Emerald Ash Borer Vermin Prompts Alternative Ideas

Fort Collins Nursery

It’s here. The green gobbler. The voracious vermin known as Emerald Ash Borer (EAB) has been officially identified in Larimer County as far back as October 2019 in Berthoud, and most recently it was positively identified on the outskirts of Fort Collins in mid-May. This insect has laid waste to ash populations throughout the eastern US and the Midwest and has relentlessly marched westward, crossing the Great Plains and establishing a foothold along the Colorado Front Range. For more on the Fort Collins infestation and what it means for urban trees, click here: https://northfortynews.com/category/news/emerald-ash-borer-detected-in-fort-collins/

We’ve known that it was not a matter of if, but of when this invasive pest would arrive. With that knowledge, we have discouraged planting new ash trees for years. Now that EAB is here, choosing trees that are immune to the ravages of this boring insect is more important than ever. Here are some of my favorite alternatives to ash for Northern Colorado:


  • Oak: There are a wide variety of oak trees that thrive in Northern Colorado. The classic large shade tree from this group is Bur Oak (Quercus macrocarpa), a hardy and stately tree growing to an imposing 60’-80’ tall and wide. Other suitable options for this region include: Chinkapin Oak (Quercus muehlenbergii), a slightly smaller choice which is particularly tolerant of alkaline clay soil; and Northern Red Oak (Quercus rubra), a faster-growing variety that is notable for is rusty red fall leaf color. 
  • Linden: Linden trees are notable for their extremely well-shaped canopies. Littleleaf linden (Tilia cordata) includes Greenspire Linden and Corinthian Linden, which both produce a nearly perfectly symmetrical teardrop canopy without the necessity of heavy pruning. American Linden (Tilia americana) are taller, slightly narrower, and have larger leaves. Linden trees produce a sweetly fragrant bloom that, while not particularly showy, is a favorite for honey bees.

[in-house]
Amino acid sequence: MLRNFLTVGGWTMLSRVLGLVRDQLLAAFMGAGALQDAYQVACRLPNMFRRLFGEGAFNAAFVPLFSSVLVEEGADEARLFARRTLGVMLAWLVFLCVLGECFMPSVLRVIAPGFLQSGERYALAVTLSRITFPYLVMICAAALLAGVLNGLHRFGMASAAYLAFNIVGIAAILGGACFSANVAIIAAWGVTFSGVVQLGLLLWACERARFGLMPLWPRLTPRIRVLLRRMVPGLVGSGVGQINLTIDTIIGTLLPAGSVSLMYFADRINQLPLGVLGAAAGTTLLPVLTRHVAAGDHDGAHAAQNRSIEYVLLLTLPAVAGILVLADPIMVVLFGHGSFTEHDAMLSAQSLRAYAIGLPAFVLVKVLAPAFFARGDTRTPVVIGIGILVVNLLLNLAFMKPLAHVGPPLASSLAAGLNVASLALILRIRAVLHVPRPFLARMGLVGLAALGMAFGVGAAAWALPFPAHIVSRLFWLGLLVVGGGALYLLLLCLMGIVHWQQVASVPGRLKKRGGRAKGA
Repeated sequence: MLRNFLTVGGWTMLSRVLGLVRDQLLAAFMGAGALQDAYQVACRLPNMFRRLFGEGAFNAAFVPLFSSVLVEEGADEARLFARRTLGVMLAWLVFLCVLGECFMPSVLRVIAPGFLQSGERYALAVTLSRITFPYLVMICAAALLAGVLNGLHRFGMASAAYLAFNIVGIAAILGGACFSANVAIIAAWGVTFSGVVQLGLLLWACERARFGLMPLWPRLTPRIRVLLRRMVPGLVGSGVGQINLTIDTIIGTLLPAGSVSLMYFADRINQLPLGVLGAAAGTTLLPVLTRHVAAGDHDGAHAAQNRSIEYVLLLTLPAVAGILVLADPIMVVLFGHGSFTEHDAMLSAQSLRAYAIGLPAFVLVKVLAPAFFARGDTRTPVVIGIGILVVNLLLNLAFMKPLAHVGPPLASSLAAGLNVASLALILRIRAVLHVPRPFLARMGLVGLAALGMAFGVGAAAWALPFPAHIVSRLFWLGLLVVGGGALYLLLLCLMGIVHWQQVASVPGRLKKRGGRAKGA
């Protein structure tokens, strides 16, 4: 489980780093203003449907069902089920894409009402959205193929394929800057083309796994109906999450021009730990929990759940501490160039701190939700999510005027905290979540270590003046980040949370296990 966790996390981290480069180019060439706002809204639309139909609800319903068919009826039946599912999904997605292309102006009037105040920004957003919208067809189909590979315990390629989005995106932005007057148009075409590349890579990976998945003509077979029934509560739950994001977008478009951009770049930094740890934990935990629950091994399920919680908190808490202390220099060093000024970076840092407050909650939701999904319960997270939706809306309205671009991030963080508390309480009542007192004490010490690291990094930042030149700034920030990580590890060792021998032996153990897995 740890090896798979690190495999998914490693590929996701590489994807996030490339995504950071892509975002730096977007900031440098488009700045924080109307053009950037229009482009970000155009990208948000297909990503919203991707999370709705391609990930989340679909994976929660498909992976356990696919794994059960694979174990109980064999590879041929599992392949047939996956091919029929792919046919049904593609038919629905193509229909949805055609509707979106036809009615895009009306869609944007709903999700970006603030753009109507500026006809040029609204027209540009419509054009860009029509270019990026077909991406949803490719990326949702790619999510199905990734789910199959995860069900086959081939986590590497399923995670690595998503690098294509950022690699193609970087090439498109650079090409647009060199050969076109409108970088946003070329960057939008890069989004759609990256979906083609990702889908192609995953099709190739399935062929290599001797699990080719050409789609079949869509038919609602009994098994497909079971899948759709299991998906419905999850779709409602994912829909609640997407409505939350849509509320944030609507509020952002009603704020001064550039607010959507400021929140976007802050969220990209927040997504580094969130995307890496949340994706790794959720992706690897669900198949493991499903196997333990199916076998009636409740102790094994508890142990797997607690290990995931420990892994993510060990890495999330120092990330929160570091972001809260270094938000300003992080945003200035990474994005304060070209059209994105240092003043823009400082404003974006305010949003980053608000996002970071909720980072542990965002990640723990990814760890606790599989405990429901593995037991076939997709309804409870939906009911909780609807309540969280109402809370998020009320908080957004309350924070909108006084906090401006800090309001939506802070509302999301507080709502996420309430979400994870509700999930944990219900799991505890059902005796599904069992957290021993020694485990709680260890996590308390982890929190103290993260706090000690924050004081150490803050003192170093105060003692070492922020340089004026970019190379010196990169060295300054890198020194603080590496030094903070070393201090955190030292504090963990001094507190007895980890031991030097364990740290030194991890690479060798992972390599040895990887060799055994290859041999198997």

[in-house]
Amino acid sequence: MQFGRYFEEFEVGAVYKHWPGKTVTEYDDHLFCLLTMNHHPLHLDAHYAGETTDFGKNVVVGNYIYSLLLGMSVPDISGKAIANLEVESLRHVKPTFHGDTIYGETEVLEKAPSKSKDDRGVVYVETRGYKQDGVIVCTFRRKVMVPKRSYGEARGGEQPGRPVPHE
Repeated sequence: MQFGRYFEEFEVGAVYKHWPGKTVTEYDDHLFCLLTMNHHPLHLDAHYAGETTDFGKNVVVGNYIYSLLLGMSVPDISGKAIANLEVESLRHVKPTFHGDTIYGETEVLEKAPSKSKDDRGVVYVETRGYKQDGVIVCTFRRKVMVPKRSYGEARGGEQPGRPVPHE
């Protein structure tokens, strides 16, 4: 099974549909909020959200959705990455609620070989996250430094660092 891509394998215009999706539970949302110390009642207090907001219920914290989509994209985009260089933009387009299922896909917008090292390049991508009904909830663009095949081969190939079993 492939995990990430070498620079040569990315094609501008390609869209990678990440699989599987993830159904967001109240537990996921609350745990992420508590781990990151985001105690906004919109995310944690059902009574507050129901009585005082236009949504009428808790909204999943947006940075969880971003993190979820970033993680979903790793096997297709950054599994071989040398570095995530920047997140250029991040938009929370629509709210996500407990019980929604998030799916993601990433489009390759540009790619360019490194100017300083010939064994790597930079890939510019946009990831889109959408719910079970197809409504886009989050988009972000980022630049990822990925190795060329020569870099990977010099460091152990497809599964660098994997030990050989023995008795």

Greenspire Linden
  • Maple: Norway Maples (Acer platanoides) are the standard for the area, ranging in size from 35’-60’ tall and 30’-50’ wide depending on the variety. Large leaves and a dense canopy cast a deep shade that is perfect on a hot summer day. Bigtooth Maple (Acer grandidentatum) is a native tree that is available as a single-stem or multi-stem specimen and produces brilliant orange-red fall color. Another great option for fall color is any maple from the ‘Sunset’ series, which are all crosses between Norway Maples and Shantung Maples (Acer truncatum). These hybrid introductions offer more compact size and outstanding fall color than traditional Norway Maples. Options include Norwegian Sunset Maple, Pacific Sunset Maple, Urban Sunset Maple, and Crimson Sunset Maple. 
Emerald Lustre Maple
  • Kentucky Coffee Tree: Kentucky Coffee Tree (Gymnocladus diocica) are extremely hardy trees that thrive in poor soil. At maturity they to over 60’ tall and 40’-55’ wide, but may take several years after being planted to begin growing at their otherwise fast rate. They are notable for their bipinnate compound leaves, which are reminiscent of walnut leaves and cast a light shade, and their coarse deeply-grooved bark which develops even on young specimens. While the standard Kentucky Coffee Tree can develop bean pods that can be a bit messy, the ‘Espresso’ Kentucky Coffee Tree is a clone from a male tree and does not produce the troublesome fruit. 
Kentucky Coffee Tree



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